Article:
Proceedings of The Physiological Society

University College London December 2005 (2006) Proc Physiol Soc 1, C15

Oral Communications

Suppression of voluntarily activated single motor units with TMS

Petersen, Nicolas T; Gandevia, Simon C; Larsen, Thomas S; Butler, Jane E;

1. Institute of Exercise and Sport Sciences & Department of Medical Physiology, University of Copenhagen, Copenhagen, Denmark. 2. Prince of Wales Medical Research Institute, Randwick, NSW, Australia.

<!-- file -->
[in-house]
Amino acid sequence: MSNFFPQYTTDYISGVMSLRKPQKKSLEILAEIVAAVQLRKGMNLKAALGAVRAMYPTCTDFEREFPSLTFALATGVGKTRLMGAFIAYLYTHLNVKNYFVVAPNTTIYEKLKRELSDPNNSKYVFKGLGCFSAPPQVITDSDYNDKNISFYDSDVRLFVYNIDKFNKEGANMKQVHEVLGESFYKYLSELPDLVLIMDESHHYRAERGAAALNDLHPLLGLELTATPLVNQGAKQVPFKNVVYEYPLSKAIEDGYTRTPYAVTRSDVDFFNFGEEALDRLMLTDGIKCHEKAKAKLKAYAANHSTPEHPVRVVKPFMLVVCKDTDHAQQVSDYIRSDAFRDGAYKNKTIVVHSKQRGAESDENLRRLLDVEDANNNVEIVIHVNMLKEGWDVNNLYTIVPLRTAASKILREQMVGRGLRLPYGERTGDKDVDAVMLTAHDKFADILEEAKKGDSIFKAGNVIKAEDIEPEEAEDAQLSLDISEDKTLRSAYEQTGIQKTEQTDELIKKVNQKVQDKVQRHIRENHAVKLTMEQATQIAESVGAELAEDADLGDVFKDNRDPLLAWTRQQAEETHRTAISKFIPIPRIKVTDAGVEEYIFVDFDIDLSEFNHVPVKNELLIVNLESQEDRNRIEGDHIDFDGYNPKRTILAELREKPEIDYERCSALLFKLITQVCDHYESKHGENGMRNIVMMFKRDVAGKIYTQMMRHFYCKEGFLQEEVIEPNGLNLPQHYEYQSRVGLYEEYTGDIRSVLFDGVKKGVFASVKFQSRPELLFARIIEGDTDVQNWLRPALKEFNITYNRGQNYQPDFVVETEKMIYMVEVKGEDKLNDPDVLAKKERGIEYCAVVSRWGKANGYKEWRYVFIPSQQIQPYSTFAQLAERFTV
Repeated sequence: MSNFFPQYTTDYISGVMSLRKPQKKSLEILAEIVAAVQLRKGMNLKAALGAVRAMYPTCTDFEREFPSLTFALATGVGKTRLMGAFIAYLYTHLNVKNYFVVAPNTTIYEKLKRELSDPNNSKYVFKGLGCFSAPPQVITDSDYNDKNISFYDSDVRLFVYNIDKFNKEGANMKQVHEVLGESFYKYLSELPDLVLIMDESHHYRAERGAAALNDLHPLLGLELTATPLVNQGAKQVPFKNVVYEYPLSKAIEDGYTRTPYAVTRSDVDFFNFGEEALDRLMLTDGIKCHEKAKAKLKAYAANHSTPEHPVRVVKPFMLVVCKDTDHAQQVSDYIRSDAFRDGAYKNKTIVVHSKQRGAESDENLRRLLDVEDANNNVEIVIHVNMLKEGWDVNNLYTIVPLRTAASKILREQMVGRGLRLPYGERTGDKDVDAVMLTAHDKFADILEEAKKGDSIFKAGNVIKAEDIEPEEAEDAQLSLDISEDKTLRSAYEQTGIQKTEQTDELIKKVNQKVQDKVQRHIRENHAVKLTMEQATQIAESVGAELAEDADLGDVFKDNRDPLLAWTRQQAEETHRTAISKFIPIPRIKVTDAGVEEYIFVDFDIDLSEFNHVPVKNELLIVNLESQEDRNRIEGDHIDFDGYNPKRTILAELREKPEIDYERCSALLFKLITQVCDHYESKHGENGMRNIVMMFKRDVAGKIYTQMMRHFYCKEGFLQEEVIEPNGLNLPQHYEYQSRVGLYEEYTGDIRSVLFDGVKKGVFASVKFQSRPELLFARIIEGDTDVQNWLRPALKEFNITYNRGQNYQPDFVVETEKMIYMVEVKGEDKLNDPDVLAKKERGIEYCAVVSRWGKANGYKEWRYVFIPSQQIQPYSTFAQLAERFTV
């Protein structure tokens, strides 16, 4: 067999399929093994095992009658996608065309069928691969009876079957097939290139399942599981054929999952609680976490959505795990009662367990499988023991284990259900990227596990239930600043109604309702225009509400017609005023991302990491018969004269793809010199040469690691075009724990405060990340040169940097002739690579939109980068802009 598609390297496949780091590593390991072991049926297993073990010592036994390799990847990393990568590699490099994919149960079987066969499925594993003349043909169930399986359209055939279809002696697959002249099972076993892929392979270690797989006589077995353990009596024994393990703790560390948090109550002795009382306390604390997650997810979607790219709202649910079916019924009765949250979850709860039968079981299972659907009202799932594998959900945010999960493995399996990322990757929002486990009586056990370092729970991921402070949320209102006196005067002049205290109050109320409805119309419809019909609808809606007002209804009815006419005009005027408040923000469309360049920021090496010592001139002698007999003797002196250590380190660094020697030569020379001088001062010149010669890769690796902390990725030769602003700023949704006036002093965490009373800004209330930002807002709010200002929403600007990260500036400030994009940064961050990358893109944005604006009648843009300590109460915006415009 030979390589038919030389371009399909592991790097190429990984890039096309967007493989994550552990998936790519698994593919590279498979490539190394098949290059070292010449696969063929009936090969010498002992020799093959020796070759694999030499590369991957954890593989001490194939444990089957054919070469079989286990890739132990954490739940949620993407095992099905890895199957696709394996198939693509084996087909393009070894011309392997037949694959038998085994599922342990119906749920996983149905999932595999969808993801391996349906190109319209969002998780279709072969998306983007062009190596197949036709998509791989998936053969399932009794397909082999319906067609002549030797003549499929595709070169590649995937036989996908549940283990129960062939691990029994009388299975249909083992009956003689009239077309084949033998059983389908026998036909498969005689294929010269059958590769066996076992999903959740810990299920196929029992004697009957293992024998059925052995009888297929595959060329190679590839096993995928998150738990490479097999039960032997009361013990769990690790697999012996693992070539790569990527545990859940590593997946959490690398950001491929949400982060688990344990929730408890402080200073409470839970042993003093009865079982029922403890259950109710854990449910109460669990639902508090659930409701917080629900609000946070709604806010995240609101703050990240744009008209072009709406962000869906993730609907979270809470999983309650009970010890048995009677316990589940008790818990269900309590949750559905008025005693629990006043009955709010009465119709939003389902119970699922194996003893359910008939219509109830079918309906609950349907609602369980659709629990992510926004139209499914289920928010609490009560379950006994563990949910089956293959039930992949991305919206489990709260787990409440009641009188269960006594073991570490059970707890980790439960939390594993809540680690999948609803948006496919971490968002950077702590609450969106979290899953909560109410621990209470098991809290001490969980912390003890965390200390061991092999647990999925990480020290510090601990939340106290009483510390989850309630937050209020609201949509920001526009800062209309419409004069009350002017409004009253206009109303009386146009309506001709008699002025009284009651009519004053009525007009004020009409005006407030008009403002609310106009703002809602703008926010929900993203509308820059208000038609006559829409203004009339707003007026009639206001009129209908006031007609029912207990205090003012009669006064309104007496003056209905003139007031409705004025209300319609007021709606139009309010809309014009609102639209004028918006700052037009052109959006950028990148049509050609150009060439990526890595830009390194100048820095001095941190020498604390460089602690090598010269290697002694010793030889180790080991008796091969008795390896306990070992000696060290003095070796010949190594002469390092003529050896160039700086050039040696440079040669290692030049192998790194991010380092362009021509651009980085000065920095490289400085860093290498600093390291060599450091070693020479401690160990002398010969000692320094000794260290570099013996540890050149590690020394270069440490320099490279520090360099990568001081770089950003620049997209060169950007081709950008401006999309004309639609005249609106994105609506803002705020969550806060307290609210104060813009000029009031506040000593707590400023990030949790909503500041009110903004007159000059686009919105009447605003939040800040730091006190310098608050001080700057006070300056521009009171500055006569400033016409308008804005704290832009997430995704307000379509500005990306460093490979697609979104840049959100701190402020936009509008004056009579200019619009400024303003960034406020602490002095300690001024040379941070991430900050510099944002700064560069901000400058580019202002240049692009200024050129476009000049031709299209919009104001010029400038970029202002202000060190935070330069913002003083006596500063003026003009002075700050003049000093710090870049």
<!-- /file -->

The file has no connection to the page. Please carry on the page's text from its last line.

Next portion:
Subthreshold transcranial magnetic stimulation (TMS) applied to the human motor cortex suppresses voluntarily generated EMG activity (Davey et al. 1994; Petersen et al. 2001). The onset latency of the suppression of the EMG activity is about 10 ms later than the short latency excitation produced by TMS at intensities above motor threshold. This difference in latency can suggest that TMS may be activating either inhibitory pathways with several synaptic connections or slowly conducting axons acting on the cortical cells which are responsible for the EMG activity, or secondly, that the voluntary EMG may be generated via slowly conducting descending pathways. Here we applied subthreshold TMS to the motor cortex in awake human subjects and investigated the effect on the firing probability of single motor units activated by volition. Single pulses of TMS were delivered at stimulus intervals of 1-3 s. Post stimulus time histograms were generated for each single motor unit (24 units from biceps brachii and 13 units from first dorsal interosseus, FDI) using 113-405 TMS pulses per unit.. A clear suppression of 5 biceps units was seen at a mean latency of 18.1 ms with subthreshold magnetic stimulation of the motor cortex. At higher stimulus intensities a short-latency excitation occurred at a mean latency of 14.1 ms. Thus, the mean latency difference between excitation and suppression was 4.0 ms for the biceps units and 2.9 ms for the FDI units. The firing probability of the motor units was reduced by approximately 40% in both muscles during the suppression of activity. Subthreshold stimulation depressed single motor unit activity a few milliseconds after the short-latency excitation that is seen at higher intensities of stimulation. This suggests that pathways with fast conduction velocity are part of the voluntary activation of single motor units and that the suppression by TMS occurs via inhibitory circuits within a few synapses of the cortical output cells.

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